The 2020 Hyundai Venue is a delightful, affordable, entry-level crossover. This review is for the most basic SE model which is priced $17,250 with basic floor and cargo mats, and wheel locks adding $305, and a $1,095 delivery, for a total of $18,650 before trades, discounts and negotiations. As of this writing, there is a $500 offer; and you might qualify for others. All in for under $20,000 is almost hard to accomplish today, especially in the popular crossover segment. The 2020 Venue drives better than the price would imply.
The base transmission is a 6-speed manual, and that is the one tested here. Coupled to the 1.6L 121 horsepower inline 4-cylinder, it delivered a reasonable response, with smooth shifting. The power delivery was sufficient, but would not be mistaken for any hint of sportiness. It delivered the best take-off in the higher rev band and was a bit slow to come off of rev at shifts and deceleration. On this very wet, winter day, it still was sufficient to feel like it could break some traction up until the traction control would kick in. The shifter has good placement, solid feel, easy fit in the hand and was instantly comfortable.
First impressions out on the road were the immediate presence of the standard lane keep assist. It’s worth noting the defeat button is very handily to the immediate left of the steering wheel. For testing, this was left on. It did above average on delivering just the right amount of nudging and cajoling you to maintain what it deemed was perfectly centered. When the lane got wider than average, it preferred to hug the inside curves. The system demonstrated admirable capability to follow all the roads tested, and immediately gained our trust.
A second standard feature that should be standard in this time of increased distractions, is forward collisions assistive technology. No attempt was made to deliver any panic stops, but when one car ahead slowed for a left turn, the system demanded and got our attention to be alert at that time. This was during very light traffic in rural areas, and no observations in heavier city traffic noted similar intrusions in our drives.
The interior strikes a great balance between simple, straightforward design, with the nod towards today’s minimum entry-level tech. The design is clean, with good fitting pieces, and the appropriate level of physical buttons and knobs. The 8″ touchscreen is below the horizon line and feels well placed. Standard are Apple’s CarPlay (wired) and Android Auto. Storage space was a bit below expectations on this base model, mainly due to the unavailable center console on the SE. This was felt to be the most missed ‘basic’ convenience during our time with the Venue.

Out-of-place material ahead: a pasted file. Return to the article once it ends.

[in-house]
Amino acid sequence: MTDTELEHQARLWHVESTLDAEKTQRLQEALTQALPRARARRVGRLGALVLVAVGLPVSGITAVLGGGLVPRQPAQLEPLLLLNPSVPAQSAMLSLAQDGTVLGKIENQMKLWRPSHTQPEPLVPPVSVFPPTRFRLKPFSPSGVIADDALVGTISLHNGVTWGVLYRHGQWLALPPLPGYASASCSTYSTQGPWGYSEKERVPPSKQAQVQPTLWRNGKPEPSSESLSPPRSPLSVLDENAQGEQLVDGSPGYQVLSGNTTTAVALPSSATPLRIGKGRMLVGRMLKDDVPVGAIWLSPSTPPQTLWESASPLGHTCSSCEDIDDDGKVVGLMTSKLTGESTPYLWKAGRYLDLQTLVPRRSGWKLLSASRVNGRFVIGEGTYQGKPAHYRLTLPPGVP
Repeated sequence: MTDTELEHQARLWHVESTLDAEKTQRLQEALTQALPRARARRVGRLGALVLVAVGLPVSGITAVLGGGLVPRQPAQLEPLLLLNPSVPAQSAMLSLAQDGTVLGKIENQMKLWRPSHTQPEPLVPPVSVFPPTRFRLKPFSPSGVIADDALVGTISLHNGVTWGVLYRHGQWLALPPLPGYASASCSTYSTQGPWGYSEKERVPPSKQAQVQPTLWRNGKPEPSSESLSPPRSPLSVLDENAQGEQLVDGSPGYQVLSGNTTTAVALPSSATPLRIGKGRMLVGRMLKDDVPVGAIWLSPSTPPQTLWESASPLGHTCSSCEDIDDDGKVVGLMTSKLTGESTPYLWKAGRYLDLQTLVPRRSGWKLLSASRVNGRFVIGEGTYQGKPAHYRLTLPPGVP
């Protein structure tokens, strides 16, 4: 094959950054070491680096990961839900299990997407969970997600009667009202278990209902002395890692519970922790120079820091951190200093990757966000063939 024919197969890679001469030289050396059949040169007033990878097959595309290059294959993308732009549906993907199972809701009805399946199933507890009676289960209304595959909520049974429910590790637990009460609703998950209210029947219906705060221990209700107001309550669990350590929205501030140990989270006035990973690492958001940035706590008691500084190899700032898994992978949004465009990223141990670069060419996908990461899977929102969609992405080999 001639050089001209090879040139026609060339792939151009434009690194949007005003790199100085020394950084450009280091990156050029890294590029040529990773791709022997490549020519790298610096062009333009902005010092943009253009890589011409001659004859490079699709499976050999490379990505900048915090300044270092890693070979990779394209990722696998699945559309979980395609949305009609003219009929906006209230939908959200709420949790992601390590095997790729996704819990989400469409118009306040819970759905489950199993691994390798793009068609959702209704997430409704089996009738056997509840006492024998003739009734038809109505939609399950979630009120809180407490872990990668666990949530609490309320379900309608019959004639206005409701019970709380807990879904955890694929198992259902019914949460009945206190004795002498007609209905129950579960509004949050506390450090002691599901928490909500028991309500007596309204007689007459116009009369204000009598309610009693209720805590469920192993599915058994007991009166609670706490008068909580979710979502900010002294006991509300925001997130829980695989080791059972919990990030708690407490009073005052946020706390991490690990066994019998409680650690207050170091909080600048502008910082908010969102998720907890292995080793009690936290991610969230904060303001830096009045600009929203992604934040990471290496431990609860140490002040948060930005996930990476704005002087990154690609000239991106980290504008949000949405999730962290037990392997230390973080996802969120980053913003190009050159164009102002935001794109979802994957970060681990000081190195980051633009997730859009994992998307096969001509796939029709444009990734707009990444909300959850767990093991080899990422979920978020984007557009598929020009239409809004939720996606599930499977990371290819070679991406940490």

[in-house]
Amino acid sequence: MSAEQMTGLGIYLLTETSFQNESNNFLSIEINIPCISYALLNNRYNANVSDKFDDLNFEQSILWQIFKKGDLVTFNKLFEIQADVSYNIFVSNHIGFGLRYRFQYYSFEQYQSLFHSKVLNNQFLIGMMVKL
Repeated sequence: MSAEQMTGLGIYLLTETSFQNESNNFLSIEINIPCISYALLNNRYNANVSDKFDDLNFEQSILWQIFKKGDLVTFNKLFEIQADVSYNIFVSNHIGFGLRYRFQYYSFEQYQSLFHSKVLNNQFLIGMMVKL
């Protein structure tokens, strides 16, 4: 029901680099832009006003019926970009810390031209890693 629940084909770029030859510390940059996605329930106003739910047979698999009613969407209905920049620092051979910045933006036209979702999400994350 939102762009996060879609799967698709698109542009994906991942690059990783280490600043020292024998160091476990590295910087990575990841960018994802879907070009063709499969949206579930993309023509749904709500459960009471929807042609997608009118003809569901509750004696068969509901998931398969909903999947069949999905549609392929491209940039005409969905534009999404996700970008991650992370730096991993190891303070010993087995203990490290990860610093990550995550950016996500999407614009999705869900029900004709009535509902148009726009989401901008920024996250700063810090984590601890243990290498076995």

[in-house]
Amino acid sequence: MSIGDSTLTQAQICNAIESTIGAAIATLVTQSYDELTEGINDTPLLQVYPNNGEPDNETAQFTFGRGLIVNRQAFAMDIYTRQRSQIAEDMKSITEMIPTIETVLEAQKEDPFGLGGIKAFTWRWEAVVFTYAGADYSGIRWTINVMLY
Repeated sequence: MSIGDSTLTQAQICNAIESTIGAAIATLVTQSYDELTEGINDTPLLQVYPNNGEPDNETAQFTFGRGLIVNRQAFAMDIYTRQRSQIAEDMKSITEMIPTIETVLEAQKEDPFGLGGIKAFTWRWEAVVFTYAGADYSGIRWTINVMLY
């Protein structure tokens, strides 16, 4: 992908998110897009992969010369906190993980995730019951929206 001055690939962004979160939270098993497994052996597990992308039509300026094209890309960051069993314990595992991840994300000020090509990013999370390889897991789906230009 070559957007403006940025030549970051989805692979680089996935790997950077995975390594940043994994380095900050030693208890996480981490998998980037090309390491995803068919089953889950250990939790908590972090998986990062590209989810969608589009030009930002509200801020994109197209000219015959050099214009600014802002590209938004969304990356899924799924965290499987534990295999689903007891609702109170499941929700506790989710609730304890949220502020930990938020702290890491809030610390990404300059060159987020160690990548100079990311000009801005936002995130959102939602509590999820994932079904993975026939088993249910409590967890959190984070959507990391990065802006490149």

Seating surfaces include cloth and synthetic leather. They provided good, basic support and comfort. Certainly, there exist many examples of far worse seats. Visibility from the driver’s seat is superb. The main attraction of crossovers is the upright, more commanding view, and while this one is not the tallest of cars, the awareness of all four corners brings confidence at the first drive. Rear seat passengers will find their knees are likely not afforded the comfort needed, and long journeys might be trying for all but small children.
The rear hatch styling has surprisingly good visibility, similar but better the the Ford Escape. The hatch reveals a nice (optional) cargo mat, under which a real spare and (also optional) locking wheel nuts reside. Folding the rear seat opens up a roomy flat-floored cargo area, transitioning from 18.7 to 31.9 cu feet.
Having heard some initial comments about the Venue, the most striking thing is this is not super-small. It has a much better feel and road presence than the old Scion xA for instance. Not dissimilar than a Kia Soul, but with more traditional styling that should appeal to those that think the Kia is a bit boxy and/or faddish.
Fuel economy was not measured during our drive, but EPA rated at 27/35/30 for our base SE manual-equipped car. That is unexpectedly lower than what some feel this should deliver. It will be interesting to see what real-world reports will show, and would not be surprised if higher economy would be the norm.
The 2020 Hyundai Venue SE 6-speed manual 1.6L is one of the best entry-level crossovers, that places emphasis on affordability one can find on dealer lots, as we did. It drives bigger, better and far quieter than expected. The safety features that come standard worked above expectations and better than some moderately priced cars as well.
James grew up in an Indiana community where the auto industry was at its heart. His first car was an Olds 442, and many of his classmates had their father’s hand-me-down muscle cars. Met his wife in college. They have three children. Survived esophageal cancer. Is passionate about enjoying his second chance and his automotive interests further that goal.